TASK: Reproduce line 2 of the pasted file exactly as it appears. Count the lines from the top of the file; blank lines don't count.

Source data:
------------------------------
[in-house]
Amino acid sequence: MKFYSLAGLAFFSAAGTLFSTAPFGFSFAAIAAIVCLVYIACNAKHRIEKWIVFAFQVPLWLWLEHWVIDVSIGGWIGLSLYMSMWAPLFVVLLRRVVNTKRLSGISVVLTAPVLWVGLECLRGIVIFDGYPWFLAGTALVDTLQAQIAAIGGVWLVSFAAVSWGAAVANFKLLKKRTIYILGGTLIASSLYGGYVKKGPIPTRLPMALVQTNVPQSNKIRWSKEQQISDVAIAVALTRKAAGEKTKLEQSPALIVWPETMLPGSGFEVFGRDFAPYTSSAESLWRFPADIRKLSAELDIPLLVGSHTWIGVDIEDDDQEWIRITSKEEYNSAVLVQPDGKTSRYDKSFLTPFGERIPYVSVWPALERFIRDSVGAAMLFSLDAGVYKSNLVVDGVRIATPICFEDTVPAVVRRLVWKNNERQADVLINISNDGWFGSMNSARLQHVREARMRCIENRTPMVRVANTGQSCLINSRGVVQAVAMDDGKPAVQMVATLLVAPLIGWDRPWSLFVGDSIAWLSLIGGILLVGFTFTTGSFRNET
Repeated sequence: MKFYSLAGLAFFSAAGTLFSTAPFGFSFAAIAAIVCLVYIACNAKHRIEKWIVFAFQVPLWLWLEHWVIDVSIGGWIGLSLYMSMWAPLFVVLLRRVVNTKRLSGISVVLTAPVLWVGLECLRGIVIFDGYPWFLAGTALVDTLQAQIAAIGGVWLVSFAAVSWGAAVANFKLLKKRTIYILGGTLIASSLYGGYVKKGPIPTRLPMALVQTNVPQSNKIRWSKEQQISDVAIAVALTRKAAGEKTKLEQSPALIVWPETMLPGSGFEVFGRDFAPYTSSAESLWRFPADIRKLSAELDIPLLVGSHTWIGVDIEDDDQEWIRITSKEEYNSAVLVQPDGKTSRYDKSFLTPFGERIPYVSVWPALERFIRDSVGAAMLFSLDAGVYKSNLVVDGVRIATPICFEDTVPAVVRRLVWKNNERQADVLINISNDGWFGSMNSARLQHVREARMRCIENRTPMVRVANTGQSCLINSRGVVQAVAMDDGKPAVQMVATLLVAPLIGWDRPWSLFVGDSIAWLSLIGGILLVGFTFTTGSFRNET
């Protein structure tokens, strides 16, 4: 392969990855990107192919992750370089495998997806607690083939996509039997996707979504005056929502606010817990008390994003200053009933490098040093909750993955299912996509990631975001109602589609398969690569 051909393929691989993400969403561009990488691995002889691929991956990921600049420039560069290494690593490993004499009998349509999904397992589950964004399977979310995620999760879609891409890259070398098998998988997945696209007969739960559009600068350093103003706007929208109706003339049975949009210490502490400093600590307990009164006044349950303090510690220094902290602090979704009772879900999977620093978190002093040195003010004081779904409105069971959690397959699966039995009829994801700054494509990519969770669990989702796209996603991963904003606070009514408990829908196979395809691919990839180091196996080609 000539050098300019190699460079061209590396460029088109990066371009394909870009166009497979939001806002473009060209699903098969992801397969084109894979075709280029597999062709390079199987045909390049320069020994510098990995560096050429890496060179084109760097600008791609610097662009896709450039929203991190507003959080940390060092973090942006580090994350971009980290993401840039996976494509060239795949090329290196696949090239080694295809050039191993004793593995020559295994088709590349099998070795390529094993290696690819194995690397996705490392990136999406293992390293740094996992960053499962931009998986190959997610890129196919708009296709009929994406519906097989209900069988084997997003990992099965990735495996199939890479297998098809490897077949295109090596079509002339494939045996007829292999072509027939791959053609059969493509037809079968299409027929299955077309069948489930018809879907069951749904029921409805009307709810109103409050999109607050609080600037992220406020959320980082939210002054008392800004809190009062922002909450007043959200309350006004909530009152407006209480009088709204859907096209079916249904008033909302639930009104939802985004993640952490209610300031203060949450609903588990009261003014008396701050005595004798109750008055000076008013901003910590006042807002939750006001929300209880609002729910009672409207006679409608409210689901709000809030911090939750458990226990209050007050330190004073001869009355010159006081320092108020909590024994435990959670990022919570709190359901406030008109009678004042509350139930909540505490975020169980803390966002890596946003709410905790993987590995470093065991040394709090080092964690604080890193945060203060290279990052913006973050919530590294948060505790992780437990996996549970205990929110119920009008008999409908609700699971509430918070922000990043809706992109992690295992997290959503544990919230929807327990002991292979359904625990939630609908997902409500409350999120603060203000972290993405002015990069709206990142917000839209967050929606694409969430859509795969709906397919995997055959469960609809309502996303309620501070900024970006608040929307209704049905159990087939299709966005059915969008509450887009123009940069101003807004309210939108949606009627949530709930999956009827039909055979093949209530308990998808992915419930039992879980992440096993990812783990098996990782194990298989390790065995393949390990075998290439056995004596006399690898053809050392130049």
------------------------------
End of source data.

Amino acid sequence: MKFYSLAGLAFFSAAGTLFSTAPFGFSFAAIAAIVCLVYIACNAKHRIEKWIVFAFQVPLWLWLEHWVIDVSIGGWIGLSLYMSMWAPLFVVLLRRVVNTKRLSGISVVLTAPVLWVGLECLRGIVIFDGYPWFLAGTALVDTLQAQIAAIGGVWLVSFAAVSWGAAVANFKLLKKRTIYILGGTLIASSLYGGYVKKGPIPTRLPMALVQTNVPQSNKIRWSKEQQISDVAIAVALTRKAAGEKTKLEQSPALIVWPETMLPGSGFEVFGRDFAPYTSSAESLWRFPADIRKLSAELDIPLLVGSHTWIGVDIEDDDQEWIRITSKEEYNSAVLVQPDGKTSRYDKSFLTPFGERIPYVSVWPALERFIRDSVGAAMLFSLDAGVYKSNLVVDGVRIATPICFEDTVPAVVRRLVWKNNERQADVLINISNDGWFGSMNSARLQHVREARMRCIENRTPMVRVANTGQSCLINSRGVVQAVAMDDGKPAVQMVATLLVAPLIGWDRPWSLFVGDSIAWLSLIGGILLVGFTFTTGSFRNET